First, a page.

Movies I have yet to see:

Zero Dark Thirty, Life of Pi, Cloud Atlas, Silver Linings Playbook, The Sessions, and probably some others.


Honorable Mentions:

Argo, The Impossible, The Innkeepers, LooperThe Dark Knight Rises


And now here is the countdown:


10. Rust and Bone

Rust and Bone is a movie about loss. About two wounded characters coming together, being humbled by life, and finding each other. Marion Cotillard gives the performance of her career, possibly even better than the one she gave in La Vie en Rose. She plays a character who loses her legs in an accident at a Sea World-like show by a killer whale. But what happens to her character is interesting. She’s not necessarily a good or bad person before the accident, and not necessarily a better person after. She is just…different. There are no ham-fisted lessons about life in this movie. Just an interesting character study on how trauma effects us, for better or worse. And as much as it is about Cotillard, it’s also about the character Alain van Versch, played incredibly by actor Matthias Schoenaerts, who is just a scarred and tortured as she is.


9. Django Unchained


Django is my least favorite Tarantino movie. But it is still a Tarantino movie! No one delivers his dialogue like Chistoph Waltz. And I loved Jamie Foxx’s underrated performance (can you believe this guy started as a stand-up comedian). Have you ever seen such a quiet performance in a Tarantino movie before? He has to wear all of his anger, fear, confidence and love in his eyes, without using the crutch of dialogue the other actors get.


8. The Raid: Redemption


The Raid: Redemption is my favorite action movie in years. Just non-stop action, but not necessarily in a fun way. Most action movies will create the action with an easy flow. Safe, easy shots. Rhythmic violence. Breaks at the right time. Not The Raid, though. This movie does not let you take a break. You can’t take a breath. It does what great action should, creates an environment that’s just as unpleasant as it is exciting.


7. The Loved Ones


The Loved Ones did what Carrie and Alien did over 30 years ago; it took something intricately female and terrified us with it. The media loves to cover stories on how big of a evening  prom night is for girls. There are movies about the magic of that evening. There are reality tv shows about girls trying to have that perfect evening. But have you actually met a girl who really looks back and says it was that magical of a night. It’s usually remembered with disappointment. The Loved Ones is the story of a girl who is going to MAKE SURE IT’S A MAGICAL NIGHT! Warning: this movie is brutal. But also strangely beautiful.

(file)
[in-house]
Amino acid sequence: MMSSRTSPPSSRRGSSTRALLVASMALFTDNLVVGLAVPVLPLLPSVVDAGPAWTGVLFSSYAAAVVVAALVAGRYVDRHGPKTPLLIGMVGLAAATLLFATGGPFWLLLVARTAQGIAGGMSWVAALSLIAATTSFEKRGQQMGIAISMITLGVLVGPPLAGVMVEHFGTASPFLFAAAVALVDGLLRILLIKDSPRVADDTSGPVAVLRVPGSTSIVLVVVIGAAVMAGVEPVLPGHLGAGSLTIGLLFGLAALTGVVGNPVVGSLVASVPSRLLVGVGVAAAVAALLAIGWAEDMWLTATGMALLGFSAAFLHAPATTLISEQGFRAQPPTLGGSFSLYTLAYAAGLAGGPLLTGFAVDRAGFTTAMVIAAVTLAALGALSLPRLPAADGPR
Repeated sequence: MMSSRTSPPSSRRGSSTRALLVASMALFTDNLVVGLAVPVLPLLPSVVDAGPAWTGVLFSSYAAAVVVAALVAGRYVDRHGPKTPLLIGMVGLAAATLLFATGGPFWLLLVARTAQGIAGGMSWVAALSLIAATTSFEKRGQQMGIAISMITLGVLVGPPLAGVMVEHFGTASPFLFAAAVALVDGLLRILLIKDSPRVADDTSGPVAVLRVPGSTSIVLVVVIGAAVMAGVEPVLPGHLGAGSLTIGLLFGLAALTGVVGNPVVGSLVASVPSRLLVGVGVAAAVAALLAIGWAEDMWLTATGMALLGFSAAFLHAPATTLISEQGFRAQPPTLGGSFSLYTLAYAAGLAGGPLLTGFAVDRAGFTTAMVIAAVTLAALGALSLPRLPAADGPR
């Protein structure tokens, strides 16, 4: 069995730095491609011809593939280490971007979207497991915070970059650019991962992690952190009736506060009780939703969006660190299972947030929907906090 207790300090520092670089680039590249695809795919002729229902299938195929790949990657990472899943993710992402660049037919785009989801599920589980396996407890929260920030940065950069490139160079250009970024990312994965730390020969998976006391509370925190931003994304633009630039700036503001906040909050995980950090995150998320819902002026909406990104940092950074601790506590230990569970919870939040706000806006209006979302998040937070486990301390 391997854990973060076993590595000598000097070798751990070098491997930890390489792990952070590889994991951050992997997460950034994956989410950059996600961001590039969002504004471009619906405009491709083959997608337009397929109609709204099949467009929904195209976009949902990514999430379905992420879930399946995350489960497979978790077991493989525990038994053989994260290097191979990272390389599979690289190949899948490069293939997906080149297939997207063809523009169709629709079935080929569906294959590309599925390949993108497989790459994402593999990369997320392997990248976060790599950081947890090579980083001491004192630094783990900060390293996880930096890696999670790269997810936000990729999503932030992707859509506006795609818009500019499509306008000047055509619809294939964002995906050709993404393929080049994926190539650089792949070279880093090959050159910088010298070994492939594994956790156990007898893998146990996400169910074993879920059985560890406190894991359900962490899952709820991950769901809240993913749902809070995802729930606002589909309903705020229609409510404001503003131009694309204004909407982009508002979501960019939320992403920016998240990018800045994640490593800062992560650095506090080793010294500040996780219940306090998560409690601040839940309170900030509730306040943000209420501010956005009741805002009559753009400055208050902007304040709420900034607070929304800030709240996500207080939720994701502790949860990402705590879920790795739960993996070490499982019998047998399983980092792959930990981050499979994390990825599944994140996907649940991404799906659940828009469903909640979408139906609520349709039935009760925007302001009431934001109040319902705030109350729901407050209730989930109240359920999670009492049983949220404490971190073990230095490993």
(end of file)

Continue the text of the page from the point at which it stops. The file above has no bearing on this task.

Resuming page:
6. Skyfall

Daniel Craig stars as James Bond in Metro-Goldwyn-Mayer Pictures/Columbia Pictures/EON Productions’ action adventure SKYFALL.

Daniel Craig stars as James Bond in Metro-Goldwyn-Mayer Pictures/Columbia Pictures/EON Productions’ action adventure SKYFALL.

Skyfall is amazing. Exciting, beautiful and intellectually stimulating. Daniel Craig is the culmination of what’s great about every other actor playing Bond, without their faults. From my review:” This is Bond at his best. No convoluted plots; no narrative red herrings; no fat. Just Bond becoming the Bond we all know. This is ….best Bond movie ever


5. Killer Joe


Killer Joe is a true southern-fried noir by the brilliant team that brought us Bug. William Friedkin is in a new phase of his career with those two movies, and I hope he continues what he’s doing. Love both movies, can’t wait to see what he does next.


4. Cosmopolis


David Cronenberg and Robert Pattinson are a heck of a combination. Beautifully written dialogue delivered by Pattison in a way that is both tortured yet inquisitive. Pattinson plays a man who is on top, but the answers aren’t there like they should be. He still hasn’t found the answers, but he’s still looking. He just wants to feel something. His performance reminded me of the saying that when Alexander the Great conquered all of the land he began to cry, because there was nothing left to conquer. Pattinson as Eric Packer has gone to the top to find happiness, and when it’s not there, he is going back to the bottom in one evening to see if it’s there. This movie is about the yearning for knowledge and happiness we all seek inside of us. It’s also about a haircut.


3. Lincoln


Lincoln takes the audience’s fascination in one of the greatest Presidents ever for granted (in a good way) and just focuses on the process. It’s about Abe Lincoln as much as it isn’t. It’s about something bigger than him, but with him in the middle of it, trying to keep it together, he proves to be the leader we all have learned him to be. Daniel Day Lewis gives another amazing performance, playing the President as charmingly manipulative, proving once again he is possibly the greatest actor of all time.


2. The Master


The Master isn’t about Scientology, but rather about all religion. Religion can be a blessing or a poison. Some will get the meaning of life out of it, and others will use it to manipulate. And this movie is about that crossroads. If you have ever seen someone of deep religion and tried to figure out how sincere they were about it, if you were both inspired and suspicious, then this movie is for you.


1. Amour



No movie will move you more this year than Amour. In both directions. A movie that is both painfully destructive and inspirationally moving.  A movie about love, and what it can do to you. This isn’t a big sci fi metaphor that covers hundreds of years, it isn’t a metaphor for something deeper, it isn’t about one of the most important moments in our history, it’s simply about anyone who has ever been in amour.


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